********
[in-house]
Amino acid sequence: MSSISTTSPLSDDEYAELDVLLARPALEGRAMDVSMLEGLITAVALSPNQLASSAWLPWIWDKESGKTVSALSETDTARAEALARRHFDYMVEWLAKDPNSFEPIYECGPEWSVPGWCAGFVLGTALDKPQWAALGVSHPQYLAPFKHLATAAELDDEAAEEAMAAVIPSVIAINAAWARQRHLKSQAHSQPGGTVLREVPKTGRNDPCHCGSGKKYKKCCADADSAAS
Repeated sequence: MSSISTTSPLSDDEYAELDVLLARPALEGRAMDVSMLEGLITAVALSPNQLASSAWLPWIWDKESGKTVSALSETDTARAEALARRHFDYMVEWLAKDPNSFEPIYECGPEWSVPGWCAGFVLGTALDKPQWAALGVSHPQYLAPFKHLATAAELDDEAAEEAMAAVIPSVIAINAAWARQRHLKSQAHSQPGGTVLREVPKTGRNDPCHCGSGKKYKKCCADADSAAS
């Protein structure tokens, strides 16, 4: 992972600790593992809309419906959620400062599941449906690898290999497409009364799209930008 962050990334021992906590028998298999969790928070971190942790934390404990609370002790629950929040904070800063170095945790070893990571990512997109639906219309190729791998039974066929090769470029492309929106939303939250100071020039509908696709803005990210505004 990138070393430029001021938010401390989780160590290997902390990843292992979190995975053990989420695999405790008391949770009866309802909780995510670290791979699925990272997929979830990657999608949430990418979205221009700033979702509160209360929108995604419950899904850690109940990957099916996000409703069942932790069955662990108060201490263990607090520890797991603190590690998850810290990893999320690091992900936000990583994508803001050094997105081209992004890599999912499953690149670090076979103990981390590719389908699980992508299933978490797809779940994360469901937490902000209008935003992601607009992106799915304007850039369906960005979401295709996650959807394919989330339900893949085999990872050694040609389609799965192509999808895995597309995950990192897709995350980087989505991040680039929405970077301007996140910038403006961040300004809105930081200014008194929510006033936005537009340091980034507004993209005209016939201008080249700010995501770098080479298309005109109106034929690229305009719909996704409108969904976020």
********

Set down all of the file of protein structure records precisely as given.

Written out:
[in-house]
Amino acid sequence: MSSISTTSPLSDDEYAELDVLLARPALEGRAMDVSMLEGLITAVALSPNQLASSAWLPWIWDKESGKTVSALSETDTARAEALARRHFDYMVEWLAKDPNSFEPIYECGPEWSVPGWCAGFVLGTALDKPQWAALGVSHPQYLAPFKHLATAAELDDEAAEEAMAAVIPSVIAINAAWARQRHLKSQAHSQPGGTVLREVPKTGRNDPCHCGSGKKYKKCCADADSAAS
Repeated sequence: MSSISTTSPLSDDEYAELDVLLARPALEGRAMDVSMLEGLITAVALSPNQLASSAWLPWIWDKESGKTVSALSETDTARAEALARRHFDYMVEWLAKDPNSFEPIYECGPEWSVPGWCAGFVLGTALDKPQWAALGVSHPQYLAPFKHLATAAELDDEAAEEAMAAVIPSVIAINAAWARQRHLKSQAHSQPGGTVLREVPKTGRNDPCHCGSGKKYKKCCADADSAAS
């Protein structure tokens, strides 16, 4: 992972600790593992809309419906959620400062599941449906690898290999497409009364799209930008 962050990334021992906590028998298999969790928070971190942790934390404990609370002790629950929040904070800063170095945790070893990571990512997109639906219309190729791998039974066929090769470029492309929106939303939250100071020039509908696709803005990210505004 990138070393430029001021938010401390989780160590290997902390990843292992979190995975053990989420695999405790008391949770009866309802909780995510670290791979699925990272997929979830990657999608949430990418979205221009700033979702509160209360929108995604419950899904850690109940990957099916996000409703069942932790069955662990108060201490263990607090520890797991603190590690998850810290990893999320690091992900936000990583994508803001050094997105081209992004890599999912499953690149670090076979103990981390590719389908699980992508299933978490797809779940994360469901937490902000209008935003992601607009992106799915304007850039369906960005979401295709996650959807394919989330339900893949085999990872050694040609389609799965192509999808895995597309995950990192897709995350980087989505991040680039929405970077301007996140910038403006961040300004809105930081200014008194929510006033936005537009340091980034507004993209005209016939201008080249700010995501770098080479298309005109109106034929690229305009719909996704409108969904976020």